The searches used for the examples are on villages around Kemerton (the author's birthplace). It was in Gloucestershire up to a local government reorganisation in the 1930s, then transferred to Worcestershire - so this is a place that appears in different counties on different gazetteers. Example 2.9 shows the result on a search for Kemerton on the Ordnance Survey Gazetteer. This shows the sheet of the Landranger map (1:50,000 scale) including the place, and clicking on the sheet number gives a diagram showing major towns on the sheet. The Ordnance Survey provides a service Get-a-map at www.ordnancesurvey.co.uk/oswebsite/getamap/ which provides sections of maps at 1:250,000 scale. You can print these for your own use, or put up to ten of them on a website.
Example 2.10 shows the results of a search on the searchable database of places in the 1891 census. The county, district, sub-district and place names have links to the appropriate GENUKI pages.
|County||District||Sub-District||Place||PRO piece number||LDS Film|
|Caption: Example 2.10, search result from www.genuki.org.uk/big/census_place.html - census place database on GENUKI pages maintained by Phil Stringer and Brian Pears|
Example 2.11 shows the result of a search on the Church Database looking for parishes up to 3 km from Kemerton, historically in Gloucestershire. (Update: The format of results has changed several times. The search was originally carried out on "Parloc" Parish Locator. On the present search results as at August 2007, clicking on the denomination name, e.g. Church of England, gives a choice of several different maps for the location: Streetmap.co.uk, multimap.com, www.magic.gov.uk, nearby churches marked on a Google map, or this church marked on a Google map).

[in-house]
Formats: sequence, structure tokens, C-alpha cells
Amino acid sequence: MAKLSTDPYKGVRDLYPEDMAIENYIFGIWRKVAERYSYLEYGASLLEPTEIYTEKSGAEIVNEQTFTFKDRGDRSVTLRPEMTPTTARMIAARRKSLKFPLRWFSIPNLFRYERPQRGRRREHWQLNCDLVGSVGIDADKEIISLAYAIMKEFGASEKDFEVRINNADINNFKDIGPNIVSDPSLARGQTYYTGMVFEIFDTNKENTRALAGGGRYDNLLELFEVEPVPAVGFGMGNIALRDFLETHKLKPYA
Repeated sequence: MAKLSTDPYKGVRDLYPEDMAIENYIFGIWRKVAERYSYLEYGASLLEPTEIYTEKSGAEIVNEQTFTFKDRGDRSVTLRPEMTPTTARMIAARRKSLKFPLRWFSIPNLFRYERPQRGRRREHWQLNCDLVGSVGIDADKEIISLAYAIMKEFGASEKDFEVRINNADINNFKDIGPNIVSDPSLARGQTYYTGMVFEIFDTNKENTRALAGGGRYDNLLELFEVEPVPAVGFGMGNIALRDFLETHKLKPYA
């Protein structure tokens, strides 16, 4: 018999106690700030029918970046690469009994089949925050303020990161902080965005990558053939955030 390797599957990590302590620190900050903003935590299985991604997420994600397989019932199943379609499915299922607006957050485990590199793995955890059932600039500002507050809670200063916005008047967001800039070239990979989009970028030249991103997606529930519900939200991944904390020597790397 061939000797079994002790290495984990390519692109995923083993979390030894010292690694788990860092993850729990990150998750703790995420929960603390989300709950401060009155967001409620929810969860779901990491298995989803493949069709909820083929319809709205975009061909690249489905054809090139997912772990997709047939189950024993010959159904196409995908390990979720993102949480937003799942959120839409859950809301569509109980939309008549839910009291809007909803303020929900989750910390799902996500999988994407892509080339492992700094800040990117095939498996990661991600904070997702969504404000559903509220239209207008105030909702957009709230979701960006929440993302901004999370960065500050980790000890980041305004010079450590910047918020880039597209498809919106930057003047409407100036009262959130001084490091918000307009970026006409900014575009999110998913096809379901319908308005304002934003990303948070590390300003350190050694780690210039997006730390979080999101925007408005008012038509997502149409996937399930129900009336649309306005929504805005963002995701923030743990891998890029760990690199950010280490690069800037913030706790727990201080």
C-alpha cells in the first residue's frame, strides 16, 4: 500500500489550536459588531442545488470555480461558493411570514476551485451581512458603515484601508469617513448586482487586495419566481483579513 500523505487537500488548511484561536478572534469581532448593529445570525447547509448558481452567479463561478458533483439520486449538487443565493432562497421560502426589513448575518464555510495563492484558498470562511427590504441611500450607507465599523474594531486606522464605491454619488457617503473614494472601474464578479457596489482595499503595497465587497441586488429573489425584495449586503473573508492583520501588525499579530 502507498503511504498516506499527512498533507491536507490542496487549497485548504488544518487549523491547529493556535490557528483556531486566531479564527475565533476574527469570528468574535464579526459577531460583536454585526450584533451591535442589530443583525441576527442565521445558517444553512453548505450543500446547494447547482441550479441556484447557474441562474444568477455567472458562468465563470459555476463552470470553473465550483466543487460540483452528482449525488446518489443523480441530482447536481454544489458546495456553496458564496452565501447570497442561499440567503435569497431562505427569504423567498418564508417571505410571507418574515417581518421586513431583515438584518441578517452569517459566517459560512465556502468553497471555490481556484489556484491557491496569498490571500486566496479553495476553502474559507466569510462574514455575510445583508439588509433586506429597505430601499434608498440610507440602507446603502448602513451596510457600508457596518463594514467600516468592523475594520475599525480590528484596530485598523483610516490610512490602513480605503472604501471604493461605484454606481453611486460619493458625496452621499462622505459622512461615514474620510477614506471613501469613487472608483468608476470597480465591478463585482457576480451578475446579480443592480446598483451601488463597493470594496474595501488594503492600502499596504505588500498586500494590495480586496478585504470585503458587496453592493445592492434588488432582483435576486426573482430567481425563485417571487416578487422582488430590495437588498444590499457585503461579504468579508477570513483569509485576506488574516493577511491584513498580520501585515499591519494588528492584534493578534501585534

|Caption: Example 2.11, result of a search on http://www.genuki.org.uk/big/churchdb/search.html by Phil Stringer from a database originally developed by Gerry Lawson|
The links on county and place from the parish locator results go to the appropriate GENUKI pages. In this case there is a page for Kemerton - then in Gloucestershire - but none yet for the Worcestershire parishes. The page for Kemerton includes an outline map, reproduced in Example 2.12, showing its location relative to major towns. (Kemerton is the filled-in area protruding on the county boundary north of Cheltenham. On the web page the parish is coloured red). There is an outline map like this for each parish of Gloucestershire.
|Caption: Example 2.12 map from www.genuki.org.uk/big/eng/GLS/Kemerton/ on the GENUKI Gloucestershire pages maintained by Rosemary Lockie|
There is a search facility covering all pages which are within GENUKI. It is at www.genuki.org.uk/search/.
There is a link to it at the top of most pages of GENUKI, either as "Contents and search" or as "Contents".
For some counties (eg Devon, Durham) there is a search facility which operates over most of the pages for that county.
End of Chapter 2 of GENUKI Book by David Hawgood. Update 11 Aug 2009